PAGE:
Daniel José Older v Batman v Superman

[Ed. note: Over the weekend, our own Daniel José Older found himself on a plane with nothing to do but watch Batman v Superman (which is now available digitally and will be released on blu-ray in two weeks). His tweet thoughts have been collected below. Enjoy.]

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Sneak a Peek at the Shadowshaper Cover

Ladies and gentlemen: the cover and jacket for my first Young Adult novel, Shadowshaper, which comes out in July from Scholastic’s Arthur A. Levine Books. Behold the gloryyyyyyyyyy after the break.

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On Conflict in Brave and Orphan Black

In this week’s video, I talk about internal/external conflict and decision-making conflict vs. kill-all-the-bad-guys conflict using the BBC America science-fiction series Orphan Black and the Disney/Pixar film Brave as examples.

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On Backstory in Penny Dreadful and Breaking Bad

Last week, I started vlogging on YouTube. The first video is a brief talk about the process of editing my forthcoming Young Adult novel from Scholastic, Shadowshaper.

In the latest video, I give a brief discussion on storycraft by discussing two things that the television shows Penny Dreadful and Breaking Bad get right when it comes to backstory.

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Pub Deal Announcement: Shadowshaper

Originally posted at Ghoststar.net

In January 2009, I decided to write a book. I’ve always written, always made up strange worlds and sent characters hurdling into them, always dreamt of monsters. But until that day, I was scattered: a screenplay here, a few essays there. Some poems. None of ‘em went very far.

I’d read all the Harry Potters and loved them, loved how they immersed me in the world so thoroughly and stayed grounded and exciting. And I wanted something more… I’d just finished Junot’s Brief and Wondrous Life of Oscar Wao and Walter Mosley’s Six Easy Pieces and the combined ferocity of those two singular and relentlessly truthful voices lit a fire inside me. Octavia Butler’s work stoked that fire and Stephen King’s On Writing reminded me that writing a book was something that can be done, long as you sit down and do it.

So I did.

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Whitewashed TV isn’t Just Racist, It’s Boring

Originally posted at Salon.com

Perpetuating stereotypes isn’t just immoral — it’s bad TV. That’s why shows like Sleepy Hollow are so crucial.

When I was seven, I asked my mom if I could dye my hair blond and get blue contact lenses. It’s probably the first serious conversation I ever had about my appearance and all I wanted to do was look like Luke Skywalker. I wanted it so badly. She was appalled and I couldn’t understand why. Star Wars was Everything. There were no Latinos running through the halls of the Death Star, blasting storm troopers. Of course I was caught up.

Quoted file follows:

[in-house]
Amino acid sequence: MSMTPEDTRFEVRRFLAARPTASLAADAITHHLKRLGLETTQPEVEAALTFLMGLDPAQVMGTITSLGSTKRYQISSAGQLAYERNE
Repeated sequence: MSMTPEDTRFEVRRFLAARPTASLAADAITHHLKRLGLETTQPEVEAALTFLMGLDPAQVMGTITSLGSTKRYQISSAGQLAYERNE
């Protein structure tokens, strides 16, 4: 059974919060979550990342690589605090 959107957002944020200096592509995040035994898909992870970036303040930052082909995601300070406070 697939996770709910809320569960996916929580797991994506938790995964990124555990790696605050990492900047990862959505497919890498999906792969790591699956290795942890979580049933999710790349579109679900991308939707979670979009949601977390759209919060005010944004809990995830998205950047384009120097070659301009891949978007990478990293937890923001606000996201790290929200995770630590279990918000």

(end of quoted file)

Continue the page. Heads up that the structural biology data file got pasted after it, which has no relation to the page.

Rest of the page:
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#DiversityInSFF Roundup: Some Links

The #DiversityInSFF hashtag gave a solid signal boost to the longstanding, often-ignored, ever-trolled, much-needed convos about race and gender, privilege and science fiction/fantasy that have been going on since the dawn of time. For a few weeks twitter was all aflame with debates, links and related shenanigans. We have these convos, increasingly in depth, at cons and across the blogosphere. Backlash against those who speak out has come in the form of death and rape threats, hate mail, doubling down on sexist/racist/homophobic/ableist material, and mind-numbingly nonsensical counterarguments. And, of course, comments sections. Still, we move forward, take breaks to recuperate and then move forward some more towards a vision of SF/F that isn’t just another white male savior fantasies, a diversity that’s more than fake smiling multicolored dress up dolls.

This month Rose Fox and I have been wrapping up the selection process for Long Hidden, an anthology of speculative fiction from the margins of history. It’s busied me up and kept me from banging my head against the keyboard trying to piece together a coherent response to some never-ending fuckery and maybe that’s a good thing. My words are coming, but sometimes the best counterattack is to simply reroute the conversation to creativity, to create something new, a new space for voices that don’t get play in mainstream venues.

Read on to find some links to recent conversations about race and SF/F:

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